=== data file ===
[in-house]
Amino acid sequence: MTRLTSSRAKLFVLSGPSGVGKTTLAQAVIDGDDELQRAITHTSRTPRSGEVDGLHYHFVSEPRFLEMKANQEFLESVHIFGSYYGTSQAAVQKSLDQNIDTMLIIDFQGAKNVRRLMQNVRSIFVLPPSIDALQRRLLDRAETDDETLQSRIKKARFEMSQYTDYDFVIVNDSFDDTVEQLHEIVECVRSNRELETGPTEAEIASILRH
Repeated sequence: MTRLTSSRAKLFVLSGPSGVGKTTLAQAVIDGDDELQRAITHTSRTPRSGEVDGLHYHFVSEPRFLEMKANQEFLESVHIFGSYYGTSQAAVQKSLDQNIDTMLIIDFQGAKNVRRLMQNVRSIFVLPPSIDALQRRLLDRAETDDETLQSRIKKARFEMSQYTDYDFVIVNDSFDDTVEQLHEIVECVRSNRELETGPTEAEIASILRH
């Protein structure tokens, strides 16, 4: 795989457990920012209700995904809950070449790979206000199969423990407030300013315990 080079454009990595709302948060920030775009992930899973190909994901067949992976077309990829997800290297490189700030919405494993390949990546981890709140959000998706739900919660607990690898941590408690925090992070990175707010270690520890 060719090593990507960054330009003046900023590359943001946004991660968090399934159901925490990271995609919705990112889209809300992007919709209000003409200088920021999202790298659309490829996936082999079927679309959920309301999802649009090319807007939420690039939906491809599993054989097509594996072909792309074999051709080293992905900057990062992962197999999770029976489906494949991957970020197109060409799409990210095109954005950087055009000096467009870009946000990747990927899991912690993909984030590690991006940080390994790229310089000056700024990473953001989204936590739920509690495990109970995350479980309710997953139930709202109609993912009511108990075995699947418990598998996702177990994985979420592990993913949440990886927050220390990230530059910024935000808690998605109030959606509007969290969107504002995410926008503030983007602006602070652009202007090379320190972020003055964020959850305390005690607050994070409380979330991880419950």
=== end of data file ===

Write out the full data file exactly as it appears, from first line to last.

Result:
[in-house]
Amino acid sequence: MTRLTSSRAKLFVLSGPSGVGKTTLAQAVIDGDDELQRAITHTSRTPRSGEVDGLHYHFVSEPRFLEMKANQEFLESVHIFGSYYGTSQAAVQKSLDQNIDTMLIIDFQGAKNVRRLMQNVRSIFVLPPSIDALQRRLLDRAETDDETLQSRIKKARFEMSQYTDYDFVIVNDSFDDTVEQLHEIVECVRSNRELETGPTEAEIASILRH
Repeated sequence: MTRLTSSRAKLFVLSGPSGVGKTTLAQAVIDGDDELQRAITHTSRTPRSGEVDGLHYHFVSEPRFLEMKANQEFLESVHIFGSYYGTSQAAVQKSLDQNIDTMLIIDFQGAKNVRRLMQNVRSIFVLPPSIDALQRRLLDRAETDDETLQSRIKKARFEMSQYTDYDFVIVNDSFDDTVEQLHEIVECVRSNRELETGPTEAEIASILRH
């Protein structure tokens, strides 16, 4: 795989457990920012209700995904809950070449790979206000199969423990407030300013315990 080079454009990595709302948060920030775009992930899973190909994901067949992976077309990829997800290297490189700030919405494993390949990546981890709140959000998706739900919660607990690898941590408690925090992070990175707010270690520890 060719090593990507960054330009003046900023590359943001946004991660968090399934159901925490990271995609919705990112889209809300992007919709209000003409200088920021999202790298659309490829996936082999079927679309959920309301999802649009090319807007939420690039939906491809599993054989097509594996072909792309074999051709080293992905900057990062992962197999999770029976489906494949991957970020197109060409799409990210095109954005950087055009000096467009870009946000990747990927899991912690993909984030590690991006940080390994790229310089000056700024990473953001989204936590739920509690495990109970995350479980309710997953139930709202109609993912009511108990075995699947418990598998996702177990994985979420592990993913949440990886927050220390990230530059910024935000808690998605109030959606509007969290969107504002995410926008503030983007602006602070652009202007090379320190972020003055964020959850305390005690607050994070409380979330991880419950």